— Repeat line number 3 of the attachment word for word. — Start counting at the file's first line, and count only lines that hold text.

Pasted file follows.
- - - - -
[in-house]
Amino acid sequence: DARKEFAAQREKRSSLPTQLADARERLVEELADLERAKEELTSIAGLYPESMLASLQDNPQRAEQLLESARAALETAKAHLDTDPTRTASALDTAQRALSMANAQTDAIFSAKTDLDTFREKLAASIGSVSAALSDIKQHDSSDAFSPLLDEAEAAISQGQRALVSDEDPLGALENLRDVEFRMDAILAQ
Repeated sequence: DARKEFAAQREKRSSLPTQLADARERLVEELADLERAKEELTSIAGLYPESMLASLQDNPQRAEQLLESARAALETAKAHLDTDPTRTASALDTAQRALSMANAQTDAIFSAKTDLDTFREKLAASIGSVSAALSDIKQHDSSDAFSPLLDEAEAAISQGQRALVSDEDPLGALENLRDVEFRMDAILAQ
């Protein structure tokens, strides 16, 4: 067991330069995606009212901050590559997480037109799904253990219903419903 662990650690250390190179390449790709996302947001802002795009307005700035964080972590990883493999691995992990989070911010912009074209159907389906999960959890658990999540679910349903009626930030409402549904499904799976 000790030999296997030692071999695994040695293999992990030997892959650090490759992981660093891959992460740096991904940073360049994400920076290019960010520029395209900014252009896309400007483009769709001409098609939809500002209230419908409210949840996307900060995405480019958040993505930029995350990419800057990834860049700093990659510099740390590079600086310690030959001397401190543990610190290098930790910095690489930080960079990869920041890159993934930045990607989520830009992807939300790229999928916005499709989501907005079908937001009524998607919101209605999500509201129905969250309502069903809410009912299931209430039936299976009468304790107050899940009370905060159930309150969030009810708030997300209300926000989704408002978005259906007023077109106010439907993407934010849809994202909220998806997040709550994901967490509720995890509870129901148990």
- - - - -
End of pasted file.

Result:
Repeated sequence: DARKEFAAQREKRSSLPTQLADARERLVEELADLERAKEELTSIAGLYPESMLASLQDNPQRAEQLLESARAALETAKAHLDTDPTRTASALDTAQRALSMANAQTDAIFSAKTDLDTFREKLAASIGSVSAALSDIKQHDSSDAFSPLLDEAEAAISQGQRALVSDEDPLGALENLRDVEFRMDAILAQ